This article was published in Australian Dictionary of Biography, Volume 12, (MUP), 1990
James Woods (1893-1975), aviator, was born on 14 November 1893 at Udny, Aberdeenshire, Scotland, fourth son of Charles Wood, journeyman shoemaker, and his wife Elizabeth, née Anderson. Educated at the local village school and at Robert Gordon's College, Aberdeen, at 14 Jimmy was apprenticed with a firm of automotive engineers and later became a chauffeur. He migrated in 1914 to New Zealand where he learned to fly. In England in 1918, he was commissioned in the Royal Air Force as an observer officer. He then worked in New Zealand and Scotland before joining Western Australian Airways in 1924. He flew passengers and cargo between Perth and the north-west ports. Well-groomed, genial, painstaking and imperturbable in a crisis, 'Woodsie' was seldom seen without his pipe, though it was rarely lit. On 5 June 1928 he married Mary (Mollie) Elizabeth Hadwiger at the registry office, Port Hedland; they were to remain childless.
Flying The Spirit of Western Australia, a De Havilland 60 Moth with a Gipsy II engine, in 1933 Woods—as he had long styled himself—attempted to break J. A. Mollison's record eight-day flight from Australia to England. Fierce monsoons and a damaged aircraft delayed his progress, causing him to take more than six weeks to complete the journey. Upon landing in England, he said: 'My name is Woods and I've just flown from Australia'. Next year he entered the Melbourne centenary air race: with D. C. Bennett, he flew a Lockheed Vega for London, but crash-landed at Aleppo, Syria. Returning home in November 1934, Woods became route manager for MacRobertson-Miller Aviation Co. Ltd.
Responsible for several remarkable rescue operations, in 1942 he air-lifted survivors of the Japanese bombing at Broome and later rescued the passengers and crew of a beached Dutch Navy plane. Woods was appointed chevalier to the Order of Orange-Nassau (1943). On 1 January 1944 he was attached to the Royal Australian Air Force Reserve as a temporary squadron leader. An original 'seat of the pants' airman, he was happiest flying small planes by backing his own judgement and even effected repairs to his aircraft in flight. Increasing instrumentation, however, made his methods outmoded. In 1946, while taking off in a Lockheed Electra from Broome in fog, he crashed into mangroves. No one was seriously injured, but the plane was irreparably damaged. Woods's licence was suspended and his services with M.M.A. were terminated.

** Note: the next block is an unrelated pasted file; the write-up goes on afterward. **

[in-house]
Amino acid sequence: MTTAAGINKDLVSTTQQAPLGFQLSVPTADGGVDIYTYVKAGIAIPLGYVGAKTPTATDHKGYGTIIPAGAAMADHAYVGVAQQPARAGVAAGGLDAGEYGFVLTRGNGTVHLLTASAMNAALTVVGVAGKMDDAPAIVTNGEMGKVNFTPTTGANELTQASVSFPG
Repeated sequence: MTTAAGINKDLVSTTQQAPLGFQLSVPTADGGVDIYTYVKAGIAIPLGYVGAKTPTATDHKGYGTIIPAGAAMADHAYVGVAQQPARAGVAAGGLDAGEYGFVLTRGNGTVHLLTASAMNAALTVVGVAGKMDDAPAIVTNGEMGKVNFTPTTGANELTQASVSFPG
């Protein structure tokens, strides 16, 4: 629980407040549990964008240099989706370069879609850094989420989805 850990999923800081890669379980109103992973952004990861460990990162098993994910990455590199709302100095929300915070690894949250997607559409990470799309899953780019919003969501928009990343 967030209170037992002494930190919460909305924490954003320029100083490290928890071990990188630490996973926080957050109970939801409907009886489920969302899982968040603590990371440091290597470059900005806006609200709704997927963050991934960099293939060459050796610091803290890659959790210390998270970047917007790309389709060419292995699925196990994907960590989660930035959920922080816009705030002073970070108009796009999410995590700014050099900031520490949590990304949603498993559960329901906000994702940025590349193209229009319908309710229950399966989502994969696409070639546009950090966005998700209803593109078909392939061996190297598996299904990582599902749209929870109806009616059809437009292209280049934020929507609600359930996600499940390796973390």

In 1948 he began the Woods Airways service which provided regular flights in two Avro Ansons from Perth to Rottnest Island: 'It's just a hop'. In constant conflict with the Department of Civil Aviation over minor infringements of regulations, Woods Airways was wound up in 1962 when Ansons were declared unsafe for carrying passengers and for flights over water. Woods was appointed M.B.E. in 1963. The Jimmy Woods [Air] Terminal at Rottnest Island was later named after him. At 70, he began Woods Helicopters Pty Ltd which undertook aerial spraying operations, charter flights for oil and mineral companies, advertising and joy rides. He sold the business in 1971 and returned to Albany. Survived by his wife, he died there on 9 May 1975 and was cremated with Presbyterian forms.
Julie Lewis, 'Woods, James (1893–1975)', Australian Dictionary of Biography, National Centre of Biography, Australian National University, http://adb.anu.edu.au/biography/woods-james-9177/text16205, published first in hardcopy 1990, accessed online 30 July 2015.
This article was first published in hardcopy in Australian Dictionary of Biography, Volume 12, (MUP), 1990